Thursday, August 19, 2010

Laying Stories Down

Here is another shaman’s dream. I wish it was that easy. Lord, I really love cherries. Thank you for thinking of me.

Laying Stories Down

I shall tell stories,
give them vivid gilded shapes,
colors beyond ken.
I shall lay them down
among the cherries you picked
off the neighbor's tree
and spread here across
your kitchen's wooden table.
I shall fit them in
precisely with no effort,
bruise not one cherry.

We will change your life.

June 29, 2009 12:24 PM


I prepared for posting the above before my day changed in a huge way.

I ran over my cat, Lynne Redgrave Cat. She was 19yrs, 3 mos. I killed her basically outright. She ran and hid behind a hedge next to the front door and died in minutes. She had taken to the bad habit of laying in the driveway, even on the sidewalk in front of the house. She was old, half blind, and significantly deaf, though she could hear better if she cared to. I was distracted and didn't think of her. She was not in an obvious place but I don't think I looked. I have been in the habit of moving her, but not this time. I am a hurtin' unit.

I couldn't keep her in the house because she quit having good bathroom habits in 2001.

I stopped everything, got my renter's attention (a long time friend who keeps two cats in the studio apt she rents from me) and we buried her in the back yard. We both cried openly. That's just how it is for me. Lynne came into my life in June of 1991 with her sister Vanessa, who died years ago. In the last year, she would partner with me when I sat here at the computer, taking over my mouse hand and accepting just about any body rub I could give her, hard around her ears, under her chin, up and down her neck (that one often got her hind leg going like a dog's). She would lay next to me in bed if I let her and next to me on the couch when I watched tv and ate my dinner. I would have loved her to have good habits so I could keep her in. She smelled bad and rarely cleaned but I could tolerate that. It is just that she shit on my rugs and peed there too as far as I know. I made a home for her in the garage, where she lived in the worst of the winter.

I think she no longer really cared, why she lay directly in the path of my car, and I am relieved that it was me instead of someone else who got her. Shit.


  1. Christopher, I LOVE this poem. Love it. And then in this perfect bowl of cherries such a bruise, the death of your cat. And yet, I think, you and I both know this is a perfect bruise. But you are human and you love and you feel deeply and so - shit. Shit shit shit. I'm so sorry. It is hard hard, but I am glad you got to cry openly. That is something.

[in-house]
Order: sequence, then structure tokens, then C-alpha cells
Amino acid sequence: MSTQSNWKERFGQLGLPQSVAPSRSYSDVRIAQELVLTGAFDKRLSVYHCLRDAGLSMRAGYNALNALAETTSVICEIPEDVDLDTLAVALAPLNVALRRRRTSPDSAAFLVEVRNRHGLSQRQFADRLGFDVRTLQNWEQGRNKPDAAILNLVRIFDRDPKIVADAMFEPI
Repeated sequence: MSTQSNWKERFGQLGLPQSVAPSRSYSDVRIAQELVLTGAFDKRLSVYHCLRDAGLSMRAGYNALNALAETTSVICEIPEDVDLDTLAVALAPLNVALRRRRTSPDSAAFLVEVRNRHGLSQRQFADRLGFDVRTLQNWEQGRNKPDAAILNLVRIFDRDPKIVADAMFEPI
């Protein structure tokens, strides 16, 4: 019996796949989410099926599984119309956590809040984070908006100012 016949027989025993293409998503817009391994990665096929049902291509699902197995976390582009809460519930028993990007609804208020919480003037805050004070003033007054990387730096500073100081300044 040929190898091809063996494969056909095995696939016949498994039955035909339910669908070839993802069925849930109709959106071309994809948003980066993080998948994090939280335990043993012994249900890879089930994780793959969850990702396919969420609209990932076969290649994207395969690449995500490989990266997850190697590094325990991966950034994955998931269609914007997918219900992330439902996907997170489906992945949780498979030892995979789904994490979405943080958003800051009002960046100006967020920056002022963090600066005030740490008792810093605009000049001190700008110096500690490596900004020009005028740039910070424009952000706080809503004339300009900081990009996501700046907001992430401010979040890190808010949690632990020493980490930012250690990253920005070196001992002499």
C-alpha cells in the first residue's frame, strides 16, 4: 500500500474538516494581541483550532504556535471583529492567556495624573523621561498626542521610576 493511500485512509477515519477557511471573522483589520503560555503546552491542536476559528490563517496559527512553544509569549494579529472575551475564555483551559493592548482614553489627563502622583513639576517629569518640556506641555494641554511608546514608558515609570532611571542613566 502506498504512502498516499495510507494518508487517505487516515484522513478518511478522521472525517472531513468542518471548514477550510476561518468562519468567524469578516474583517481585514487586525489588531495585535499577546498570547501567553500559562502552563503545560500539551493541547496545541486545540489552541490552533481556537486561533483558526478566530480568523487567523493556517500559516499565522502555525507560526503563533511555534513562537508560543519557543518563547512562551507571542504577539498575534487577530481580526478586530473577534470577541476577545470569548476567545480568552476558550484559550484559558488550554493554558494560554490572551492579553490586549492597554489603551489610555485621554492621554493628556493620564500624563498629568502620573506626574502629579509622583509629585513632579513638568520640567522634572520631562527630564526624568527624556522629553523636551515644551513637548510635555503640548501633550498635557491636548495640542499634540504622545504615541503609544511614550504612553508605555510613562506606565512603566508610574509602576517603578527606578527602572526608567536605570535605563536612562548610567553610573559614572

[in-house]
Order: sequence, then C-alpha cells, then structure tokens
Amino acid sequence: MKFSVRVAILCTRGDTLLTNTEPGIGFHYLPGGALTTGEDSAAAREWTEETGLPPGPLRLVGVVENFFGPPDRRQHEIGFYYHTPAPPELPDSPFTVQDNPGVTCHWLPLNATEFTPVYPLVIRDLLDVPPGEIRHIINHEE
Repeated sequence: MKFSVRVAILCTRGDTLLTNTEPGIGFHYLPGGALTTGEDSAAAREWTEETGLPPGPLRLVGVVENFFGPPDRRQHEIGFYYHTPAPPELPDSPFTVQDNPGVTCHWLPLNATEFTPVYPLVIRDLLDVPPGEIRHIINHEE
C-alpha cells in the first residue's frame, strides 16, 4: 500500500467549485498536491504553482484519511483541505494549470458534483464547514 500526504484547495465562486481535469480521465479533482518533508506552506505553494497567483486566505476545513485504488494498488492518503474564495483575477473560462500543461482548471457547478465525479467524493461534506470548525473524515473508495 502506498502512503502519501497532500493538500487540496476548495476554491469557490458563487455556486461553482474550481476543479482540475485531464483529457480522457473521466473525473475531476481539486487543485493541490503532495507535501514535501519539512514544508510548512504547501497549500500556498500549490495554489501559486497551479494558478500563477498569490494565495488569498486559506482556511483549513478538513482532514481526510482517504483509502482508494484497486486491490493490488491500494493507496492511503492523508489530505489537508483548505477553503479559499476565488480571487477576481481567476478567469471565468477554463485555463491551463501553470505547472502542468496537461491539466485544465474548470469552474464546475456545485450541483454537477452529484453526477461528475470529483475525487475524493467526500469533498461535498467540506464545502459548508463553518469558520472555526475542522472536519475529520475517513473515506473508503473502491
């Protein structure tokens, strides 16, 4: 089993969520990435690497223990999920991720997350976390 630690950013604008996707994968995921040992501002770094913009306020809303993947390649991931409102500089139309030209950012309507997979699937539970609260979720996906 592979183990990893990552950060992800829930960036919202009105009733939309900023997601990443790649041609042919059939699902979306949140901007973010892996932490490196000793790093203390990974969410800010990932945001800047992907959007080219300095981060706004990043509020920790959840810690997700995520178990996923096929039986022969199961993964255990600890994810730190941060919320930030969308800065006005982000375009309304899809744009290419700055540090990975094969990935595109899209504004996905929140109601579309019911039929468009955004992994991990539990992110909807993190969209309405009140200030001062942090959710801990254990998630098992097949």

2. I am working it out in poetry and in disturbed sleep. I vocalize as I wander about my house. There is an implacable twist to this thing in that I have been so careful to remember her. My lapse of attention is an illustration of a small distraction that has consequences much too large, how I know there is always a spot of chaos in anything I do.

    It is neither fair to her or to me that this has happened although it may have been a blessing considering her necessary upcoming death. She was blind, deaf and ever more senile. I will not impose such a judgement though. It smacks of me ducking my own responsibility. I killed my cat. Outright. I didn't mean to do it. That hardly matters. She is just as dead as if I had meant it.

    Neither she nor I was ready for that, though I do think she stopped caring very much about being here. Come to think of it, I often don't care that much either.

  3. I'm so sorry. How heartbreaking.

    I realized last night my old cat, Tango, is more deaf than I thought.

  4. Or less deaf...

    I know with mine that her hearing was related to the pitch. She could hear the higher pitches better than the low ones. Also it seemed more like the sounds had faded for her rather than being all the way gone.

    Or perhaps in her senility she just didn't care much any more.

    They compensate too, if they can, use other senses.

    I am fairly devastated, but if my past is any signal, it will pass quickly. This however is the first of my cats I have accidentally killed. All the others were at the extreme ends of their ropes of illness or in one case, serious old age. Lynne was old but not quite that old. I was waiting, though. My experience is when the day comes it comes quickly and sometimes suddenly.

  5. Oh dear, sweetheart, that is so sad.
    And than that cherry poem, so bright, and sunshiny. It is so true and sounds so right.
    But, i do not want life to change in such ways.

  6. Of course life can and does change in these ways. While my life isn't as happy this year as last when I wrote the poem, I spent a pretty good day up until that point. There is nothing to do about that. Practice going through it with grace and dignity or else escape in some way which postpones the trouble at best and increases it otherwise, which is far more likely.

    Liking the trouble and wanting it have very little to do with the matter. :P

  7. I saw this this morning Christopher and saw myself in it to such an extent. And I thought of you, too. It is cute, yes, and yet a wise celebration, as well. It is a good way to start the day, I think. Plus, Dana is a good and powerful soul.


  8. Erin, thank you for sending me there. The post is terrific and Dana is beautiful in that way that recovery creates.

    Robert, thank you for saying so. It is not the loss so much...she actually disappeared once already for several months, getting "rescued" by a neighbor and kept just across the street. I have been ready for a long time to lose her. What is killing me is how it was me ran over her and how I just forgot to check where she was. I am not tolerating that very well.


The chicken crossed the road. That's poultry in motion.

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